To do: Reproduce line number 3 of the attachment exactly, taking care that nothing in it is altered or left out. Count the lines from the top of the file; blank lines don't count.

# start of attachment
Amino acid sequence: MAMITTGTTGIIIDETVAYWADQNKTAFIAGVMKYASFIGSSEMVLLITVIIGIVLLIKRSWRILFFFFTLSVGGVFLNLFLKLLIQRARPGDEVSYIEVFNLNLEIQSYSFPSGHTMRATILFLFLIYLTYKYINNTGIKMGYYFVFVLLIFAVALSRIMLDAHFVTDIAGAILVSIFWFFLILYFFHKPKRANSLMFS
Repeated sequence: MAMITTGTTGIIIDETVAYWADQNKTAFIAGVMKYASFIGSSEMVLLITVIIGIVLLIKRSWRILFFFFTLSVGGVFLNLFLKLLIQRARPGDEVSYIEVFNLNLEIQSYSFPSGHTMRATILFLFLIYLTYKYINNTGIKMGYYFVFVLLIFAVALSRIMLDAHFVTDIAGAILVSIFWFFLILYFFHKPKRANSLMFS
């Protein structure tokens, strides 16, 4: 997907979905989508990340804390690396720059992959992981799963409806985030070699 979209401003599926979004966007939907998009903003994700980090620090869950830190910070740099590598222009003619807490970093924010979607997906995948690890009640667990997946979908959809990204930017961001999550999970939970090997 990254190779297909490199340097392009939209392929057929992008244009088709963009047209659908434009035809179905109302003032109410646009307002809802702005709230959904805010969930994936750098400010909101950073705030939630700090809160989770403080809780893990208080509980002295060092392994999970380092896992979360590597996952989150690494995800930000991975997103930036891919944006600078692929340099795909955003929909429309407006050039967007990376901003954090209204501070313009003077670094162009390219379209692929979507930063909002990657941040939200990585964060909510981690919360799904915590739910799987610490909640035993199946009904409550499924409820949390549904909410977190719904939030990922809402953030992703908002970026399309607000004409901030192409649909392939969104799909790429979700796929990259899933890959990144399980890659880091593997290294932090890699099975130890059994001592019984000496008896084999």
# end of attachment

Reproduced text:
């Protein structure tokens, strides 16, 4: 997907979905989508990340804390690396720059992959992981799963409806985030070699 979209401003599926979004966007939907998009903003994700980090620090869950830190910070740099590598222009003619807490970093924010979607997906995948690890009640667990997946979908959809990204930017961001999550999970939970090997 990254190779297909490199340097392009939209392929057929992008244009088709963009047209659908434009035809179905109302003032109410646009307002809802702005709230959904805010969930994936750098400010909101950073705030939630700090809160989770403080809780893990208080509980002295060092392994999970380092896992979360590597996952989150690494995800930000991975997103930036891919944006600078692929340099795909955003929909429309407006050039967007990376901003954090209204501070313009003077670094162009390219379209692929979507930063909002990657941040939200990585964060909510981690919360799904915590739910799987610490909640035993199946009904409550499924409820949390549904909410977190719904939030990922809402953030992703908002970026399309607000004409901030192409649909392939969104799909790429979700796929990259899933890959990144399980890659880091593997290294932090890699099975130890059994001592019984000496008896084999």